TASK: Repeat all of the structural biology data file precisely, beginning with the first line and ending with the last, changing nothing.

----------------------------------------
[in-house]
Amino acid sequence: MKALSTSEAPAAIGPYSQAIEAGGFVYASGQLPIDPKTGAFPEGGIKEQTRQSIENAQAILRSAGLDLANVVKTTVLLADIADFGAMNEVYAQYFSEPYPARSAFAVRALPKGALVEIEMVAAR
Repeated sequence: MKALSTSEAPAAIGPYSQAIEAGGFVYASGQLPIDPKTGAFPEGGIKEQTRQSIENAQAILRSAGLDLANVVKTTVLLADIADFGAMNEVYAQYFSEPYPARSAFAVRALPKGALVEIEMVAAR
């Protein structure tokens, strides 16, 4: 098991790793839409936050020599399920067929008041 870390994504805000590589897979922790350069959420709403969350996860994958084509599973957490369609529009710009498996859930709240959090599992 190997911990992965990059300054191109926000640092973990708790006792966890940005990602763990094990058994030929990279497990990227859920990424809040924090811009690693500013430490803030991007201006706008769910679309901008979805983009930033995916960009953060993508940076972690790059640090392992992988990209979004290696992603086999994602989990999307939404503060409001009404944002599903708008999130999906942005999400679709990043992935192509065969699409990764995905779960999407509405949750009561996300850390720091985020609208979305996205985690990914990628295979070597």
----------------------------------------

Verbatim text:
[in-house]
Amino acid sequence: MKALSTSEAPAAIGPYSQAIEAGGFVYASGQLPIDPKTGAFPEGGIKEQTRQSIENAQAILRSAGLDLANVVKTTVLLADIADFGAMNEVYAQYFSEPYPARSAFAVRALPKGALVEIEMVAAR
Repeated sequence: MKALSTSEAPAAIGPYSQAIEAGGFVYASGQLPIDPKTGAFPEGGIKEQTRQSIENAQAILRSAGLDLANVVKTTVLLADIADFGAMNEVYAQYFSEPYPARSAFAVRALPKGALVEIEMVAAR
């Protein structure tokens, strides 16, 4: 098991790793839409936050020599399920067929008041 870390994504805000590589897979922790350069959420709403969350996860994958084509599973957490369609529009710009498996859930709240959090599992 190997911990992965990059300054191109926000640092973990708790006792966890940005990602763990094990058994030929990279497990990227859920990424809040924090811009690693500013430490803030991007201006706008769910679309901008979805983009930033995916960009953060993508940076972690790059640090392992992988990209979004290696992603086999994602989990999307939404503060409001009404944002599903708008999130999906942005999400679709990043992935192509065969699409990764995905779960999407509405949750009561996300850390720091985020609208979305996205985690990914990628295979070597």